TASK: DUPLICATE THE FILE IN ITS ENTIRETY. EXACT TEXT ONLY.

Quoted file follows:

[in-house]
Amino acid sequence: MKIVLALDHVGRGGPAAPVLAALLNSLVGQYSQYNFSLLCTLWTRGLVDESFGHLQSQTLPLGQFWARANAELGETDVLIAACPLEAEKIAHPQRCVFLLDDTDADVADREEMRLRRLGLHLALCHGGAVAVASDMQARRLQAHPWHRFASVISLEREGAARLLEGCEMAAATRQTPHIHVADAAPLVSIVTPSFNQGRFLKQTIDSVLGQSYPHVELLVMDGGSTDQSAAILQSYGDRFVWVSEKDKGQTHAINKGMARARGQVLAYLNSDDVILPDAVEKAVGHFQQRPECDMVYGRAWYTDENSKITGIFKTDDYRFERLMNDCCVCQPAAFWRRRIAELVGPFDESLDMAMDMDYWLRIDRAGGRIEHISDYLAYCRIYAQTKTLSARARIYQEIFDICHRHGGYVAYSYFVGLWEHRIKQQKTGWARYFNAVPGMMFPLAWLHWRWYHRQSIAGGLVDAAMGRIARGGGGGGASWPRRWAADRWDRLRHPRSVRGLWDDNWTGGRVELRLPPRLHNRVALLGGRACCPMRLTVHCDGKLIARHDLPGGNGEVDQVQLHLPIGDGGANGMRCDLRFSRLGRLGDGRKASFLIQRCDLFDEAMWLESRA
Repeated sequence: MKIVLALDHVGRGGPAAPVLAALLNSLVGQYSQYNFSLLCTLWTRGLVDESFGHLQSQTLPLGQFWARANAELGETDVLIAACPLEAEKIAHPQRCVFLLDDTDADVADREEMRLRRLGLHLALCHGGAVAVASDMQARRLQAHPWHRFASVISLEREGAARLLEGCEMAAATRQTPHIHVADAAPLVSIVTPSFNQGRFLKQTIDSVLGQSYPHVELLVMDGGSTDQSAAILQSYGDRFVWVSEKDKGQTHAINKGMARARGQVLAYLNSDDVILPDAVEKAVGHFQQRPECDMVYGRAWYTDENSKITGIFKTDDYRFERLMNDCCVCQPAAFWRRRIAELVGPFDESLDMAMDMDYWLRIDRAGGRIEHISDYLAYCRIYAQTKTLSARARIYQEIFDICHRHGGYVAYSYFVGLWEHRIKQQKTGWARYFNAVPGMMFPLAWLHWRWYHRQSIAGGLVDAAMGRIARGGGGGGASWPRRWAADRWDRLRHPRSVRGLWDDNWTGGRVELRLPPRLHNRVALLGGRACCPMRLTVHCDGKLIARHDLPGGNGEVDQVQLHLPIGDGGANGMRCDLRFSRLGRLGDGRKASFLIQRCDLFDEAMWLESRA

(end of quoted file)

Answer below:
[in-house]
Amino acid sequence: MKIVLALDHVGRGGPAAPVLAALLNSLVGQYSQYNFSLLCTLWTRGLVDESFGHLQSQTLPLGQFWARANAELGETDVLIAACPLEAEKIAHPQRCVFLLDDTDADVADREEMRLRRLGLHLALCHGGAVAVASDMQARRLQAHPWHRFASVISLEREGAARLLEGCEMAAATRQTPHIHVADAAPLVSIVTPSFNQGRFLKQTIDSVLGQSYPHVELLVMDGGSTDQSAAILQSYGDRFVWVSEKDKGQTHAINKGMARARGQVLAYLNSDDVILPDAVEKAVGHFQQRPECDMVYGRAWYTDENSKITGIFKTDDYRFERLMNDCCVCQPAAFWRRRIAELVGPFDESLDMAMDMDYWLRIDRAGGRIEHISDYLAYCRIYAQTKTLSARARIYQEIFDICHRHGGYVAYSYFVGLWEHRIKQQKTGWARYFNAVPGMMFPLAWLHWRWYHRQSIAGGLVDAAMGRIARGGGGGGASWPRRWAADRWDRLRHPRSVRGLWDDNWTGGRVELRLPPRLHNRVALLGGRACCPMRLTVHCDGKLIARHDLPGGNGEVDQVQLHLPIGDGGANGMRCDLRFSRLGRLGDGRKASFLIQRCDLFDEAMWLESRA
Repeated sequence: MKIVLALDHVGRGGPAAPVLAALLNSLVGQYSQYNFSLLCTLWTRGLVDESFGHLQSQTLPLGQFWARANAELGETDVLIAACPLEAEKIAHPQRCVFLLDDTDADVADREEMRLRRLGLHLALCHGGAVAVASDMQARRLQAHPWHRFASVISLEREGAARLLEGCEMAAATRQTPHIHVADAAPLVSIVTPSFNQGRFLKQTIDSVLGQSYPHVELLVMDGGSTDQSAAILQSYGDRFVWVSEKDKGQTHAINKGMARARGQVLAYLNSDDVILPDAVEKAVGHFQQRPECDMVYGRAWYTDENSKITGIFKTDDYRFERLMNDCCVCQPAAFWRRRIAELVGPFDESLDMAMDMDYWLRIDRAGGRIEHISDYLAYCRIYAQTKTLSARARIYQEIFDICHRHGGYVAYSYFVGLWEHRIKQQKTGWARYFNAVPGMMFPLAWLHWRWYHRQSIAGGLVDAAMGRIARGGGGGGASWPRRWAADRWDRLRHPRSVRGLWDDNWTGGRVELRLPPRLHNRVALLGGRACCPMRLTVHCDGKLIARHDLPGGNGEVDQVQLHLPIGDGGANGMRCDLRFSRLGRLGDGRKASFLIQRCDLFDEAMWLESRA